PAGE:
Femme Fatale: Bedelia

Bedelia is a sexy, sensitive, emotional fragile female who is good at playing the role of the  submissive, doting, perfect housewife in need of protection by a strong man.

Husband beware. There is another side to this attractive damsel in distress.

As her mask slowly slips away, Bedelia is revealed not only as a pathological liar but as a woman who  has learned to manipulate men’s expectations of women with deadly efficiency. Bedelia is a complex killer protagonist; instead of driving men to crime and destruction, Bedelia is a hard-boiled murderer herself… (Afterword in Bedelia,  p. 204).

Although Bedelia’s bank account increased with each of her husband’s supposedly natural deaths, Caspary is more interested in commenting on the few ways that women at that time (the novel was set in 1913 although Caspary wrote it in 1943) had of getting ahead.

As a serial bride Bedelia seeks again and again the thrill of seduction, of being chosen, of exercising the power granted to females. (Afterword of Bedelia,  p. 205)

To Bedelia each marriage was a pleasure cruise and she an amiable passenger, always amused and amusing, always happy to share the fun, uninhibited by fear that any relationship would grow too important, because she knew the cruise would soon be over, the relationship severed, and she would be free to embark on a new journey.  (Bedelia,  p. 183.)


Margaret Lockwood played Bedelia in the 1946  British B noir film which examined the female serial killer. The story is a study of the psychology of evil and how pre-conceived notions of female behaviour contribute to the destruction of Bedelia’s male victims.


Caspary’s crime novels often portray women who marry for financial security but with disastrous results. Caspary ended her autobiography by saying: Those who come after us may find it easier to assert independence, but will miss the grand adventure of having been born a woman in this country of change (1979, 281)

For more posts on Vera Caspary’s femme fatales see Laura and Jean McVeigh 

28 thoughts on “Femme Fatale: Bedelia

  1. This is fascinating. Other than the murder, I can’t help but think of my own mother reading this. I am definitely going to have a look at this book and Caspary’s other writings. It makes one think how the author comes up with these types of stories. Great post Carol! 🙂


    • Thanks, Debby,

      Caspary was really ahead of her time (1940’s) as well as a very successful writer.It’s amazing how her novels, even after all these years, are still being reprinted.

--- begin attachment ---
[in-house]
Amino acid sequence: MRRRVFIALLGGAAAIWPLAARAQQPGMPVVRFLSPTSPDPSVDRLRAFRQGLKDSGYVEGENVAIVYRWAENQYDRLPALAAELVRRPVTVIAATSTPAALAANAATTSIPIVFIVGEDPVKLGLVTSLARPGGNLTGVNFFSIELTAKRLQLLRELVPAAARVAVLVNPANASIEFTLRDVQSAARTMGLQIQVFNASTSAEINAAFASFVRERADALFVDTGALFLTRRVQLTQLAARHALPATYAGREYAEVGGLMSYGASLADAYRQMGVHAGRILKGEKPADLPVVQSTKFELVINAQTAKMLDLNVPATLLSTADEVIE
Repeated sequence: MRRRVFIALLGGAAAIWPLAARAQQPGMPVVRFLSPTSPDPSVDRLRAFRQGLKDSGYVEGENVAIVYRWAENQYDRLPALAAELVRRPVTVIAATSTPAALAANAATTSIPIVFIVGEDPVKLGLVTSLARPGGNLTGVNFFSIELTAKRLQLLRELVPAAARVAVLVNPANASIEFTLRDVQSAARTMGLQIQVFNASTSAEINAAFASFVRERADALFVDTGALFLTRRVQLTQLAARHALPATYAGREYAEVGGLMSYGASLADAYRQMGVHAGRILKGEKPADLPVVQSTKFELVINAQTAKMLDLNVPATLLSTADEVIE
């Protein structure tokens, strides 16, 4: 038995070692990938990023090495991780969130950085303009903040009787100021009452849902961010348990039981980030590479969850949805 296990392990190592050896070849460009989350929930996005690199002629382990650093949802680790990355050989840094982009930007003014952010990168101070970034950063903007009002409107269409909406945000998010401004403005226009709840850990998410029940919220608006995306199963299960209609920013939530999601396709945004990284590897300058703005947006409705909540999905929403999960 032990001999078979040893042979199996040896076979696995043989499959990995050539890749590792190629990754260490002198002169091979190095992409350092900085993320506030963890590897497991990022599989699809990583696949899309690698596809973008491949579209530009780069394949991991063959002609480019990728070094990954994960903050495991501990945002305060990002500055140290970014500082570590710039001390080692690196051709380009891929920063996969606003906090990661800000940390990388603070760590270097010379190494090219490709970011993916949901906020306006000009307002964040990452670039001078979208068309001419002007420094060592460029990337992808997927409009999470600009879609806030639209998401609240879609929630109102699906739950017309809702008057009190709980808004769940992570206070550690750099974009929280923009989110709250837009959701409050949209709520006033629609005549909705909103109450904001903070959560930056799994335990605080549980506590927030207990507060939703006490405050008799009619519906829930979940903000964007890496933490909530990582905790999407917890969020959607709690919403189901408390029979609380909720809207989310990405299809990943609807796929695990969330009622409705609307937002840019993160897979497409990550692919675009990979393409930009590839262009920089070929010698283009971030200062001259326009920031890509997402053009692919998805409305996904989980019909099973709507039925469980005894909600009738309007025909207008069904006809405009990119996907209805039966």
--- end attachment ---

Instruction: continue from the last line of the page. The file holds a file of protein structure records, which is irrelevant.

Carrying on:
I preferred her novel Laura but this novel, nonetheless, was also very good. Not a thriller but a psychological analysis of a woman with few options open to her.
      Have a great Saturday. 🙂

      Liked by 1 person

      • I enjoy psychological thrillers so I look forward to reading this book at some point. Ahead of her time perhaps, but still an age old trick—manipulation, lol. Happy weekend to you too. 🙂


  2. I am familiar with the film LAURA but had no knowledge of the author behind that book and this one. It sounds like a terrific read. Caspary’s character is definitely one men should stay away from!
    I see LAURA and a few of her other novels are available on Amazon. Definitely, will start with LAURA.


    • John, you’re right about men staying away from women like Bedelia. However, Bedelia did choose very week men to manipulate. Still!!!
      If you do order any of Caspary’s books try to get the First Feminist Press Edition because it includes interesting forewords and afterwords.
      Thanks for stopping by and commenting. I gratefully appreciate it. 🙂


    • It is rare, as hilarycustancegreen commented. Margot Kinberg recently wrote a short story portraying a female predator. We tend not to think of women as such evil creatures. Luckily, they exist mostly in fiction.
      Thanks for stopping by and commenting, Rebecca.


  3. Are there many solo female serial killers? It’s not my field, but I can only think of two in the UK, both of whom were sidekicks to their men. There’s always the Borgia’s and an empress here or there; still I’m struggling.


  4. Wow! Another great femme fatale. I never heard of either the book or the movie, and now I have to check them both out … Vera Caspary really did write more than Laura. Love Margaret Lockwood.
    BTW in the film version of Laura she doesn’t strike me as all that fatale or malevolent, more really a victim, or at least the manipulated rather than the manipulator. Just my two cents’.


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